At this point, it is almost cliché: Containers should be stateless, and at the same time containers need to have persistent storage available. There are quite a few ways to address this, and storage vendors all seem to have their own solutions. This means third party storage, which in turn leads to additional management overhead, complexity, and cost.
What if you could just mount object storage to your containers and treat this as local disk? The developers at LucidLink recently made an alpha build of Docker Volume Plugin support available, allowing you to connect your containers to external S3-compatible storage with no additional work required.
The Docker plugin for LucidLink makes it really easy to mount LucidLink Filespaces in Docker containers, all the containers have to do is request the volume by name, and no matter what host the containers move to, they will still be able to access the same data as this is stored in your object storage bucket.
Deploying LucidLink Docker Volume Plugin
I'll be using Ubuntu 16 LTS, and will install Docker from its official repository, by adding an apt repository source.
apt update curl -fsSL https://download.docker.com/linux/ubuntu/gpg | sudo apt-key add - add-apt-repository "deb [arch=amd64] https://download.docker.com/linux/ubuntu $(lsb_release -cs) stable" apt update && apt install docker-ce
You may find that you need to run
apt-upgrade, depending on when you last updated your system. Docker Engine volume plugin support requires Docker 18.03-1 or higher.
Next we will deploy the alpha version of the LucidLink Filespaces Docker Volume Plugin. This will require network [host], mount [var/lib/docker/plugins], device [/dev/fuse], and CAP_SYS_ADMIN privileges. The total download size should be ~52 MB.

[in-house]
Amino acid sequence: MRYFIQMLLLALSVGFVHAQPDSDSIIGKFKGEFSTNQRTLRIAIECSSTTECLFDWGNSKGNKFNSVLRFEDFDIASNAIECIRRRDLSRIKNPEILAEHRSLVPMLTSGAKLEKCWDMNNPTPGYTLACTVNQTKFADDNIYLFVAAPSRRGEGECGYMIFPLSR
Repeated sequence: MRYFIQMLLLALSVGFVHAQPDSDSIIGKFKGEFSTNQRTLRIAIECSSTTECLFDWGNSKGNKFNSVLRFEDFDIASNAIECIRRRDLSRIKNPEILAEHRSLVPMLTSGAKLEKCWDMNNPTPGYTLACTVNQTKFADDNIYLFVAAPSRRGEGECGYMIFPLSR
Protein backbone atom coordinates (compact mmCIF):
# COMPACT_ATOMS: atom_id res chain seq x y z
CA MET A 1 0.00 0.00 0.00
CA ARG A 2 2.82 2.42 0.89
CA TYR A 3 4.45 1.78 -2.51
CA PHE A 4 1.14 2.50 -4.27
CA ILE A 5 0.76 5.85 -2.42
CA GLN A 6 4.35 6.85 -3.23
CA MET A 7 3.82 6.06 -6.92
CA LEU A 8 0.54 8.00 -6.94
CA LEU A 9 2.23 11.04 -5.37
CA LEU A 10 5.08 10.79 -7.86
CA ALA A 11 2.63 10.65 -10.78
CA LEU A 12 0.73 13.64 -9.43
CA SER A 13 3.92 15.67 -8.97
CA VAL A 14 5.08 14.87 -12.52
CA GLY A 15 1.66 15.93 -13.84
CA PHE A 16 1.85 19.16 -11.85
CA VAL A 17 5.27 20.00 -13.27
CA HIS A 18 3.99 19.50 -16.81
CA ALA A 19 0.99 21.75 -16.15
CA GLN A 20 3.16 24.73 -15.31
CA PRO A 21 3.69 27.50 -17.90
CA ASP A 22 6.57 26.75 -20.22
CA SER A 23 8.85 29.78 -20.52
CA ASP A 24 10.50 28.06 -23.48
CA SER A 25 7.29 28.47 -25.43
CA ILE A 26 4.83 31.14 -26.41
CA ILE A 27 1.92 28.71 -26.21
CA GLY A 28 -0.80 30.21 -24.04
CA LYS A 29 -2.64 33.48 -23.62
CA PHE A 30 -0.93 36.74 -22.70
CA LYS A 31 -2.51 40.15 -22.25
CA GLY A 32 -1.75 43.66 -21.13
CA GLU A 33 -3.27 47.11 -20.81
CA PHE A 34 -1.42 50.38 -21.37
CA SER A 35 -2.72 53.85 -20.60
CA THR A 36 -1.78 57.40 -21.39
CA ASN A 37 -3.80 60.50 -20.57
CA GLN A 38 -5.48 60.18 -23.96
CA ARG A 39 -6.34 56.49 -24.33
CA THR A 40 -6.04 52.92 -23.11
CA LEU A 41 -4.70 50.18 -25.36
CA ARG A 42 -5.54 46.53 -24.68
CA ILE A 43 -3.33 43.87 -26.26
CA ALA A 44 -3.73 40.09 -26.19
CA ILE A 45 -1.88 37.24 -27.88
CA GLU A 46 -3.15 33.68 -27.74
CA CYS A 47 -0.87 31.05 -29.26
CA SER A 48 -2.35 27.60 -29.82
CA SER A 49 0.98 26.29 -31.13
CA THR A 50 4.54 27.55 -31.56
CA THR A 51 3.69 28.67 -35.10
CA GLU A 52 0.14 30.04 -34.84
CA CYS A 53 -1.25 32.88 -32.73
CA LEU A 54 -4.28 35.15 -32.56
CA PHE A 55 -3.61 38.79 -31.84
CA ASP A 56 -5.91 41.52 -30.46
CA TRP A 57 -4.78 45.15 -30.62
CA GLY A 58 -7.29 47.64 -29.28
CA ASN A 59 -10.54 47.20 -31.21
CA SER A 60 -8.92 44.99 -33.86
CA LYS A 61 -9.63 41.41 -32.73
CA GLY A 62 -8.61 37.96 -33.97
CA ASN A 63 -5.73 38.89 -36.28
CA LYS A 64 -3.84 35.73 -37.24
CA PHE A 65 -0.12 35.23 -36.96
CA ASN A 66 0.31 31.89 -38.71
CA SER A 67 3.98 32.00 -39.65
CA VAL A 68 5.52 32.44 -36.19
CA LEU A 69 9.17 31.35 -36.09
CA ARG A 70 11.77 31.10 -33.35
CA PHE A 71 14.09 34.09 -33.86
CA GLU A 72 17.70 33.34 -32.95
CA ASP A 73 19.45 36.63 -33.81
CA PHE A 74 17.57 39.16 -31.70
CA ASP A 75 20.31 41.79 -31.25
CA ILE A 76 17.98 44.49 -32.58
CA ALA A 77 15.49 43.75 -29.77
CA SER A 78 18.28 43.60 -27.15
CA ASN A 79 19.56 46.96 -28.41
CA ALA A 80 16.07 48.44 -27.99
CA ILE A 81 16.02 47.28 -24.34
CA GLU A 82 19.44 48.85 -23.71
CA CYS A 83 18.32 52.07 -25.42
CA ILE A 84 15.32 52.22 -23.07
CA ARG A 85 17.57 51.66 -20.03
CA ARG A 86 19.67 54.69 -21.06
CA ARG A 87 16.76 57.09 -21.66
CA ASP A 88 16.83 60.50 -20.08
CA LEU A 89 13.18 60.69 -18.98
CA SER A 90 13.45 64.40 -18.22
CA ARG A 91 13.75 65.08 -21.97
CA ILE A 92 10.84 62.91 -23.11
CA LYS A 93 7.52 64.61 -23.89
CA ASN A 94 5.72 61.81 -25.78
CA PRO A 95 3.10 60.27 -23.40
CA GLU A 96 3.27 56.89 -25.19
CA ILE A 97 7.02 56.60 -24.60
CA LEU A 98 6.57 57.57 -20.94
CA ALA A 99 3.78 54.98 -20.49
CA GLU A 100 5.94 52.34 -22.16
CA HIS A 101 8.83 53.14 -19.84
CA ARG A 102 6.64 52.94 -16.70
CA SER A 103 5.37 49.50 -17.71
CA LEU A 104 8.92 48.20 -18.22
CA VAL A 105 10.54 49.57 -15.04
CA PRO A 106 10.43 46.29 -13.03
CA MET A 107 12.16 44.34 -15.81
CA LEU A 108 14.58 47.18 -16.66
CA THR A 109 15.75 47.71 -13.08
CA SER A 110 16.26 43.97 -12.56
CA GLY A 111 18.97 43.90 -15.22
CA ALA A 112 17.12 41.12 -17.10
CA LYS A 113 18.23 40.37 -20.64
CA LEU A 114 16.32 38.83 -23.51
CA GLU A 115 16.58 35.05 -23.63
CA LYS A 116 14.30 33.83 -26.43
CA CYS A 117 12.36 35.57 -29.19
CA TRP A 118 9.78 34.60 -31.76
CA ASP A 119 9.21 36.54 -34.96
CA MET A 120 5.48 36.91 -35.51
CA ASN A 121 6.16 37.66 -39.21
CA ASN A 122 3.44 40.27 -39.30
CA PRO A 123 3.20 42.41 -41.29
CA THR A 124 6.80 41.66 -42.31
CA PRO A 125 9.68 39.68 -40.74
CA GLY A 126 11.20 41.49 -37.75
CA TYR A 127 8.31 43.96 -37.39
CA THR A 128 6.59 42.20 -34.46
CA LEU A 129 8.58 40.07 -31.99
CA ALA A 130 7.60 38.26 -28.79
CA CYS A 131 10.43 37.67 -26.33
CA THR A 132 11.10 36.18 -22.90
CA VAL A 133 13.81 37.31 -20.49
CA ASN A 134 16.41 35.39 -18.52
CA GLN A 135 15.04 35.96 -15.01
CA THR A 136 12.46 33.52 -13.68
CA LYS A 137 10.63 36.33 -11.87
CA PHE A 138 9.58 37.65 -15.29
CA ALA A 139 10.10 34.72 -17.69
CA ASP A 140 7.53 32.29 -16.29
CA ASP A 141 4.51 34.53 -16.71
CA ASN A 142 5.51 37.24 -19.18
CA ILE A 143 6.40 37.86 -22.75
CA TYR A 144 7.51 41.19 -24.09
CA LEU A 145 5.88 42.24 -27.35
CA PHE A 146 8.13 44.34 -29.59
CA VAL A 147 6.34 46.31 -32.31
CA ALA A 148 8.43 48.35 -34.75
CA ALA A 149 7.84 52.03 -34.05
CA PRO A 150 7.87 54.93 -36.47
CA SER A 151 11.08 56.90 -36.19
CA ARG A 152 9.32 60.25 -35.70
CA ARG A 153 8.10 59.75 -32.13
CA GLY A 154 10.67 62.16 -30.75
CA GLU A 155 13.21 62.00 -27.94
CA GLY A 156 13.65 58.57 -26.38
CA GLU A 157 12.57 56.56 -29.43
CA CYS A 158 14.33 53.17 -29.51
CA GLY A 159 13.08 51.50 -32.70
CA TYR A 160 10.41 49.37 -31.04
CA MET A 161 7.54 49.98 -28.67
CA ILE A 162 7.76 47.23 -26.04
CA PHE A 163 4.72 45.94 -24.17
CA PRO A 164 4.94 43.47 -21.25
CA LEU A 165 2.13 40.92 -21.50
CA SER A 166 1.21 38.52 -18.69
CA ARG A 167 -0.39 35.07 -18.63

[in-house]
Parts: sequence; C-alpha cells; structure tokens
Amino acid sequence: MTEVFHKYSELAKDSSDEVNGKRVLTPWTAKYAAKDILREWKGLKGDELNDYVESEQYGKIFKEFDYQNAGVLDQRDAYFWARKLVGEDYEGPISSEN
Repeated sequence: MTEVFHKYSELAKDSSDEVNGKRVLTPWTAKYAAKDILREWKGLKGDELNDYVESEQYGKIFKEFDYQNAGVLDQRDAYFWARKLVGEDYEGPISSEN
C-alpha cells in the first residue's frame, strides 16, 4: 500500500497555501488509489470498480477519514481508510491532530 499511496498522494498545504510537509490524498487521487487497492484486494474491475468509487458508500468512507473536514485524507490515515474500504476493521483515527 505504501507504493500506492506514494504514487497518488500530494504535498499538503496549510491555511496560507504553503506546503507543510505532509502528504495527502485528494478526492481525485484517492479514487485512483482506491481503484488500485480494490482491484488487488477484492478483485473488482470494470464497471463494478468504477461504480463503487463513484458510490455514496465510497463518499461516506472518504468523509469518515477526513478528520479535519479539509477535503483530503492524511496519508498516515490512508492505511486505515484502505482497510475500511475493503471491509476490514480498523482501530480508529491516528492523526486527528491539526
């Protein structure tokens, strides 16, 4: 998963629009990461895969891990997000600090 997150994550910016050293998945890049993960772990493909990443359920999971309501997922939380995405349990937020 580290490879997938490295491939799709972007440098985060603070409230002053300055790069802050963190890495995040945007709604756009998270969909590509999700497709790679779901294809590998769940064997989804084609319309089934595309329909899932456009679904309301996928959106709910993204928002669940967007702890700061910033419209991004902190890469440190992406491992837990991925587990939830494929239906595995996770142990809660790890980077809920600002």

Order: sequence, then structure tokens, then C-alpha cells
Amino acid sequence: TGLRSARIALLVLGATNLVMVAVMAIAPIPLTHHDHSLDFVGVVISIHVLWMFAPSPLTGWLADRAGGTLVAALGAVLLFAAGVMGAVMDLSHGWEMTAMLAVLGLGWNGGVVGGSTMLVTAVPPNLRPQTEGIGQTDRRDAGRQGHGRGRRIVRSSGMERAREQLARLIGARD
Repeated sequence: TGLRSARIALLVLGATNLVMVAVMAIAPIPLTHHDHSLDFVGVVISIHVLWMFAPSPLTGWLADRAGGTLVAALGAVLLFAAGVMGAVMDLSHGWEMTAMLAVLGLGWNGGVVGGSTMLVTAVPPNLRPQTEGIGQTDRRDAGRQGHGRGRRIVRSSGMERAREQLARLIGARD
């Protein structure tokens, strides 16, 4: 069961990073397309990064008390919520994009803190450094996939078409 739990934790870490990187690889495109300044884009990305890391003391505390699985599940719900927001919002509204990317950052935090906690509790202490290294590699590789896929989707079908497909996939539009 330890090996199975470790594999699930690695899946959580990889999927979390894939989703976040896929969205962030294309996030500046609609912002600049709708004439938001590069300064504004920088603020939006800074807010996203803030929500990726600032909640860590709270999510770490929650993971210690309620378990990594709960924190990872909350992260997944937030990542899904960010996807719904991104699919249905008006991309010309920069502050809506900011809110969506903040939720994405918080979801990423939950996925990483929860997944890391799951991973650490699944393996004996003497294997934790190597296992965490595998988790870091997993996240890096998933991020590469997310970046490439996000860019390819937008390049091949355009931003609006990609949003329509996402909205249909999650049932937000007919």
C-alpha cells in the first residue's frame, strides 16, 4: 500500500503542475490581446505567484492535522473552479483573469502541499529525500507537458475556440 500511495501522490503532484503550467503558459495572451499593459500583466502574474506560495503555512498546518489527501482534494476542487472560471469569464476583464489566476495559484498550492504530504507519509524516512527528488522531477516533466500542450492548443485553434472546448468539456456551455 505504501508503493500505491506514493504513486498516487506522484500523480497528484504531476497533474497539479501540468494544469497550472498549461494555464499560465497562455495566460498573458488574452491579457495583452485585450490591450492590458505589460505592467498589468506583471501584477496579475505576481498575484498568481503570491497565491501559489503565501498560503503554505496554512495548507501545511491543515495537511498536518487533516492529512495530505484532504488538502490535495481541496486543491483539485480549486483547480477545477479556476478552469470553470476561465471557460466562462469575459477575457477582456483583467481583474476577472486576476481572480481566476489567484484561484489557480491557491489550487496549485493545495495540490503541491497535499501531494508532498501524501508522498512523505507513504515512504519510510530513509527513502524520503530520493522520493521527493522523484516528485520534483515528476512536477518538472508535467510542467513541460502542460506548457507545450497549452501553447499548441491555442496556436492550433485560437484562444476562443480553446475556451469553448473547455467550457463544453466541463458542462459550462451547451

docker plugin install lucidlinkcorp/docker-volume-lucid:alpha
Now its time to create a LucidLink Filespace. If this is your first time using LucidLink, you have to sign up and choose a domain for your account. After this you can provision your first filespace. Select the 'Create a new filespace' option, at which point you can choose between 'LucidLink Storage', or 'Your Storage Provider'. I'm choosing my own storage provider and will then select AWS, a region and then click 'Create'. After this the portal will spend some time spinning up your Filespace instance.
Don't forget that this filespace needs to be initialized. To do this we will download the LucidLink Client and use
# install lucidLink client wget https://s3.amazonaws.com/lucidlink-builds/latest/lin64/lucid_1.12.1666_amd64.deb dpkg -i lucid_1.12.1666_amd64.deb apt install --fix-broken # start lucidLink daemon lucid daemon & # initialize lucidlink filespace lucid init-s3 --fs filespace.huttenga --password 123 --https --accesskey <accesskey> --secretkey <secretkey> --region <region> --provider AWS # exit lucidLink daemon lucid exit
Be sure to use your filespace name and change the password, access and secret keys. Initialization only has to happen once per LucidLink Filespace and ensures that you are the only one with the password. If done correctly the initialization should show something like this.
Now we can create and use Docker volumes using the filespace we initialized. This same volume can be accessed from any container, running on any Docker host, on any platform, anywhere.
docker volume create -d lucidlinkcorp/docker-volume-lucid:alpha filespace.huttenga -o password=123 docker run -it --mount type=volume,src=filespace.huttenga,target=/mnt/filespace.huttenga nginx:latest /bin/bash
This was a short overview of how to use the LucidLink Docker Volume Plugin, which, remember, is still in alpha and not for production use. That said, I can imagine LucidLink being pretty useful in development workflows. In fact that was the initial reason LucidLink was written -- to make it easier to share code bases across clouds, be it with developers or continuous integration tools.